Secular epics in the 13th to 15th century

Bavaria fully emerges with the classic epic around 1200, albeit in competition with the Wittelsbachers: on the one hand with the anonymous Nibelungenlied (Song of the Nibelungs) and on the other hand with Wolfram von Eschenbach's Parzival (around 1170-1220). The Nibelungenlied, written at the bishop's court in Passau, is the first and at the same time the most important Middle High German heroic epic that brings the older heroic sagas from the Germanic Migration Period that only exist in oral song tradition to the written form and combines the Germanic ethos of inevitable human tragedy with Christian and courtly elements. The life and death of the hero Siegfried and Kriemhild's revenge are sung about in 39 Aventiuren (adventures) and around 2400 verses; the historical core of the saga is the defeat of the people's migratory Burgundian empire against Hun auxiliary troops in 436. Wolfram's Parzival is not only the most popular and widespread courtly epic of the Middle Ages but also the most wide-ranging work of the Middle High German classical period. The verse novel divided into 16 books dates back to old French sources and unites the two large courtly circles around King Arthur and the Holy Grail. The unfinished Titurel appears as a continuation of the material.

Wolfram, who probably named himself after the Franconian town of Eschenbach (Wolframs-Eschenbach since 1917), wrote the second great epic Willehalm at Thuringia's court of the landgraves in the years 1210-1220, modelled on a "chanson de geste". This work is continued by the "strong" Rennewart, named after the main hero, by Swabian Ulrich von Türheim (c. 1180-1250): the plot continues where Wolfram's "Willehalm" stops, with the victory of the Christians over the heathens in the second Battle of Aliscans. Ulrich also wrote the sequel to Tristan by Gottfried von Strasbourg (died around 1215): it concludes the events with Tristan's and Isolde's "love death" and follows pious, moral lines. In addition to the ancient novel and Arthurian novel, Tristan and its sequels form the third important complex of the courtly novel with the main subjects of the "love" and "suffering" of "noble hearts". As the offspring of a Hohenstaufen ministerial family, Ulrich von Türheim, together with the Minnesinger Ulrich von Winterstetten (before 1241-1280), was assigned to a circle of late Staufer poets.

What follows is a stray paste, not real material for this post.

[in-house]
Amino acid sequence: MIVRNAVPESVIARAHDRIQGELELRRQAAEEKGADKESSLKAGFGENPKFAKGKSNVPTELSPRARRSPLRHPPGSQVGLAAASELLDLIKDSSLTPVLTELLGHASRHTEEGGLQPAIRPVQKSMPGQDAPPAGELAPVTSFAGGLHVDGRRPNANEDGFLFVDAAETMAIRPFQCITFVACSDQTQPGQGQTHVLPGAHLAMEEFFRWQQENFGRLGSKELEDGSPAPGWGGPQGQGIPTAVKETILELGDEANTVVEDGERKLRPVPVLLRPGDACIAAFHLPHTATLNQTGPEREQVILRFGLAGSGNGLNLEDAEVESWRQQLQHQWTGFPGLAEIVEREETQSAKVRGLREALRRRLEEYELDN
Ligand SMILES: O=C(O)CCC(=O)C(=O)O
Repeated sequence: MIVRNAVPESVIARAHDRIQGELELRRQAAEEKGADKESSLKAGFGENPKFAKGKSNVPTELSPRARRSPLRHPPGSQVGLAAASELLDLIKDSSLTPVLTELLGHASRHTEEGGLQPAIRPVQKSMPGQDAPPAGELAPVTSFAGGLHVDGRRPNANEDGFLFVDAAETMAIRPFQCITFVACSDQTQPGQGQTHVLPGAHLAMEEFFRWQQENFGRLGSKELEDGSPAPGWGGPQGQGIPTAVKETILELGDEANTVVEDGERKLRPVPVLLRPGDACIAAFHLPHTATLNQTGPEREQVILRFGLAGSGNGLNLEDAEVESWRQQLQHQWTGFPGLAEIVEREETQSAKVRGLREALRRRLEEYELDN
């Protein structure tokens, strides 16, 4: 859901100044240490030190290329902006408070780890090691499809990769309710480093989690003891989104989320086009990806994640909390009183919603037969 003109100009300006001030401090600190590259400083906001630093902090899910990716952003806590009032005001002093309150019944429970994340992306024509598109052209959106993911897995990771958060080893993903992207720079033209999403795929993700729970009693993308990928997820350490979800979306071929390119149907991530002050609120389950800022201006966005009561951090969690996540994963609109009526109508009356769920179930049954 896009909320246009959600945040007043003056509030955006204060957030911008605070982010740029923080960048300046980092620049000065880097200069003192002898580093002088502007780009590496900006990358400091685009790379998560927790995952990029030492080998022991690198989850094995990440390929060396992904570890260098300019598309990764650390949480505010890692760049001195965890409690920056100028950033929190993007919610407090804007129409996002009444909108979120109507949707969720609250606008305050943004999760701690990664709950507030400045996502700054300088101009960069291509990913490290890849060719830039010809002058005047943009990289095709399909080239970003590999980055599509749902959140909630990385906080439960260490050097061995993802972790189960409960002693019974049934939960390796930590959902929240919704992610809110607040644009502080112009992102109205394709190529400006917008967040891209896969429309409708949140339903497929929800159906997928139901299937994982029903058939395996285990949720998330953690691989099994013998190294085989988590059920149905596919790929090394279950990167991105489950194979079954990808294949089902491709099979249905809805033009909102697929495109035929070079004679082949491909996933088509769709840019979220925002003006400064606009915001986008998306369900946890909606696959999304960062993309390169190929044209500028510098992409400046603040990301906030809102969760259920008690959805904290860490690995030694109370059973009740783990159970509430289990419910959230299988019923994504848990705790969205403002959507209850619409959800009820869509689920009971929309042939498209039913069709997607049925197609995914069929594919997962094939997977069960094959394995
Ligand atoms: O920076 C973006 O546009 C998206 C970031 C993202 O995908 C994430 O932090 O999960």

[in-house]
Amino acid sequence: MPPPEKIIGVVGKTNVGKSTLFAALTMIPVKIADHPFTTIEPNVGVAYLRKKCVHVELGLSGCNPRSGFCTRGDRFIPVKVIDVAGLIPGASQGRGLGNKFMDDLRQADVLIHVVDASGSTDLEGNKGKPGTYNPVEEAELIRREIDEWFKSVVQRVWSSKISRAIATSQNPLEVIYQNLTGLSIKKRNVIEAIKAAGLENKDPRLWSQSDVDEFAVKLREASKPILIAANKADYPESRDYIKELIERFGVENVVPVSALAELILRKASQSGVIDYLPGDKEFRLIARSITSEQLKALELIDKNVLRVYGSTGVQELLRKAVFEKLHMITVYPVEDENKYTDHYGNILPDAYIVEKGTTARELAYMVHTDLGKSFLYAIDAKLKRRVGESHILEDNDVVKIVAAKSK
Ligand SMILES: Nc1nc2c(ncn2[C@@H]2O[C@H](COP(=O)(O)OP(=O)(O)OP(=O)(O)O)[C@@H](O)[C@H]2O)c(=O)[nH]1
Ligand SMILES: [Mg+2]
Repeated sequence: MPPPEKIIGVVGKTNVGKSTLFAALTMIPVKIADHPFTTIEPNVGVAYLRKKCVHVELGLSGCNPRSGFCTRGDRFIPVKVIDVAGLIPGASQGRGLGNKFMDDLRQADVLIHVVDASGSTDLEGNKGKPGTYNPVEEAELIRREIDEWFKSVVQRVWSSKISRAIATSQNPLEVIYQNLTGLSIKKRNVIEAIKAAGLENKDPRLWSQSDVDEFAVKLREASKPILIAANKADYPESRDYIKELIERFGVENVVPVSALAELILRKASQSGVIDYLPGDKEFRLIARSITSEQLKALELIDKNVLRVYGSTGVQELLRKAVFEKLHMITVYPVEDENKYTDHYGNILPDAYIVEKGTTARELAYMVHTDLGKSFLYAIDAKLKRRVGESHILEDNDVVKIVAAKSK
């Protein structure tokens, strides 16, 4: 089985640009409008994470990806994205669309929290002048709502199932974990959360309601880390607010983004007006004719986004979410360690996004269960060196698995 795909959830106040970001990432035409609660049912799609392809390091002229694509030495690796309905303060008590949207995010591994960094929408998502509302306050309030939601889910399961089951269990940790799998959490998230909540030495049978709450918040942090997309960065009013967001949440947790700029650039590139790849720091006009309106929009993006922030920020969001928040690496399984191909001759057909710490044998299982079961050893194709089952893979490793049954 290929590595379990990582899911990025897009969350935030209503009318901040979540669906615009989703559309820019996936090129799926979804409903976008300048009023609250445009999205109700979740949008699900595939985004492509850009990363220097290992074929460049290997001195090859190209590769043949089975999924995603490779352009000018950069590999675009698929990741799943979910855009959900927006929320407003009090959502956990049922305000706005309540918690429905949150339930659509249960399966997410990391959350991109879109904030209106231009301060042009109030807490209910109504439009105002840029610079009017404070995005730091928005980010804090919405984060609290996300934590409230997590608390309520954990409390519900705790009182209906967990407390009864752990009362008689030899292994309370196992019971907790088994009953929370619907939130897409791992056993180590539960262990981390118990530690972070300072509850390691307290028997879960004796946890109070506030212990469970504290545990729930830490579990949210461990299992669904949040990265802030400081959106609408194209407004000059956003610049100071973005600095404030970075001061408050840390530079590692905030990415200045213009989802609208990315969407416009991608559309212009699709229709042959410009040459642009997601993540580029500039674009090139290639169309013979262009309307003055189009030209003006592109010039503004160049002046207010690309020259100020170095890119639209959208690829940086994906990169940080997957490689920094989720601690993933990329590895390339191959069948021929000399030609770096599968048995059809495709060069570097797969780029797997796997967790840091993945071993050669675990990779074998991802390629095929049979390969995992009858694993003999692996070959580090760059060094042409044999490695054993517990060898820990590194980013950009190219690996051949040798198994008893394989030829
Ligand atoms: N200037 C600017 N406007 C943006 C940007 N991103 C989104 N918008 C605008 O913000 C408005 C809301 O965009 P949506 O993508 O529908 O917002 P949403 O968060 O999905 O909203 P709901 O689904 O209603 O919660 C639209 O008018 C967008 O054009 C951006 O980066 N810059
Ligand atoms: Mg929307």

The Jüngerer Titurel (Younger Titurel) epic (around 1260/75) by a poet named Albrecht, perhaps from Bavaria, who was identified with an otherwise unknown Albrecht von Scharfenberg for a long time, of which Ulrich Füetrer's (died 1496) Book of Adventures also contains a text, provides a further extension of the material in its predecessor "Parzival" or "Titurel". The reception of the work attributed to Wolfram in the Middle Ages dates back to the 15th century; the so-called Fernberger-Dietrichstein manuscript presented here has an artistically demanding picture cycle.

In the 13th century, literature with a didactic intent and scientific claim proves to set the trend with a view to the late Middle Ages. The most extensive German teaching poem of the Middle Ages with about 25,000 verses is "Der Renner" (The Racer) by the East Franconian poet and Bamberg school principal Hugo von Trimberg (around 1230-after 1313). The work combines all kinds of interesting facts from the fields of theology, law, medicine and natural science and also gives practical instructions. The genus of the courtly love song allegory is essentially more modern. The Upper Palatinate poet Hadamar von Laber (c. 1330-1355) dresses the theme of courtship in his Minne epic "Die Jagd" (The Hunt) in the form of a hunting allegory, whereby the hunting dogs are named allegorically according to the qualities of the hunter but also according to the attitudes of the (hunted) lady as well as aspects and actions of love. "The Ring" by the Constance lawyer Heinrich Wittenwiler (c. 1410) is one of the most astonishing narrative works of the German Late Middle Ages. The comic and didactic epic tells the love and wedding story of the foolish Bertschi Triefnas and the ugly Metzli Rürenzumpf from Lappenhausen and is only preserved in this parchment codex in a mixture of Alemannic and Bavarian language.